SOUTH PORTLAND – South Portland city councilors are hoping for a bright future after voting unanimously Nov. 5 to enter into a deal with ReVision Energy of Portland that will see the installation of photovoltaic solar panels atop the planning and development office at 496 Ocean St.

Because the funding model that makes the project possible includes federal tax credits that could soon expire, construction is expected to be complete before the end of the year.

“The federal solar energy credit has been authorized in the past,” said City Manager Jim Gailey, “but because we don’t now what Congress will do, the city needs to proceed with installation of the panels this fall.”

“This project allows us to dip us in the water so to speak into solar energy,” said Mayor Patti Smith. “I feel comfortable this is a good pilot project. Hopefully we will learn a lot from the experience without a lot of risk.”

Under terms of the agreement, ReVision will install $76,459 worth of solar panels at no cost to the city. It will own the panels for six years and lease them to the city for a nominal fee under what it calls a “power purchase agreement.”

During that time, the city will buy its electricity from ReVision at a rate guaranteed to be 2 cents less per kilowatt hour than the rates South Portland pays under a bulk purchase deal with Maine Power Options.

After six years, the city could continue to buy the electricity generated by solar panels on the roof of the planning office, or it could buy the solar panels outright for $20,000.

Because the roof of City Hall has a smaller area that faces less directly to the south, ReVision could only promise a 1 cent per kilowatt hour savings there, prompting the city pass on that option. The city also decided not to install panels on the Community Center on Nelson Street. The steep pitch of the roof over the public pool put the infrastructure cost need to the hold the panels in place out of reach, said City Manager Jim Gailey.

According to ReVision’s director of financing, Steve Hinchman, the reason his company needs to own the equipment for the first six years is due to strings attached to the stimulus money.

The primary funding model is an investment tax credit worth 30 percent of the installation cost for solar panels. The catch is that only taxpayers are eligible for the credit and South Portland, as a municipality, is tax-exempt. Other credits include a federal “bonus depreciation” up to 50 percent of equipment value in the year of installation, with declining rates for the following five years. That’s the incentive that runs out at the end of the year. Maine also has a capital investment credit equal to 10 percent of the federal bonus depreciation.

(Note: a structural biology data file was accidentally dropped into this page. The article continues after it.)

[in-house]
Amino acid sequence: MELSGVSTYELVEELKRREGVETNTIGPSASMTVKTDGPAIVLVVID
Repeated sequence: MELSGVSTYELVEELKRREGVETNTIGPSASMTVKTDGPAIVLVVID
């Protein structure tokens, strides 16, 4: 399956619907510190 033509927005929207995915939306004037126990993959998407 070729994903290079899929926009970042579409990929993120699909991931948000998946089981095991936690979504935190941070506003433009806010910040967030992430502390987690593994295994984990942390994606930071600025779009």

“Those three things together add up to almost 60 percent of the installed cost of a project,” said Hinchman, when introducing the project to the council in August. noting the additional availability of a $4,000 per project state solar rebate for commercial-grade installations.

Maine also allows the transfer of renewable energy credits, trading at $50 per megawatt hour, as well as net metering, under which a site that produces more energy than it consumes can trade that power “back to the grid.”

Added together, the various government incentives can lower the cost of solar power to 6 cents per kilowatt hour for 20 years, said Hinchman. South Portland pays 8.8 cents/kwh at City Hall and 12 cents/kwh at the planning office.

“Solar would be cost effective then for anybody with a long-term view, but you have to be a taxpayer to get the incentives,” said Hinchman. “Since you don’t pay taxes, the industry has created this sort of Byzantine structure that allows us to capture the tax subsidies for nonprofits.”

As part of the proposal, ReVision will create a “single purpose” LLC known as South Portland Solar. The LLC will design, build, own and operate the solar panels on roof space leased from the city for a nominal fee for six years – the minimum the feds say a company getting tax credits must retain ownership of the equipment.

South Portland Solar would funnel all the tax credits to ReVision. Once ReVision is able to sell the solar panels, it would do so at a cost equal to whatever it needs to recoup the balance of its installation costs. Although Hinchman said his company can make a profit on tax credits alone in Massachusetts, which is more aggressive in incentivizing solar conversions, his company will make its money in South Portland on the six years it spends selling the city electricity generated on its roofs – electricity Mueller promises will cost the city less than it is paying now.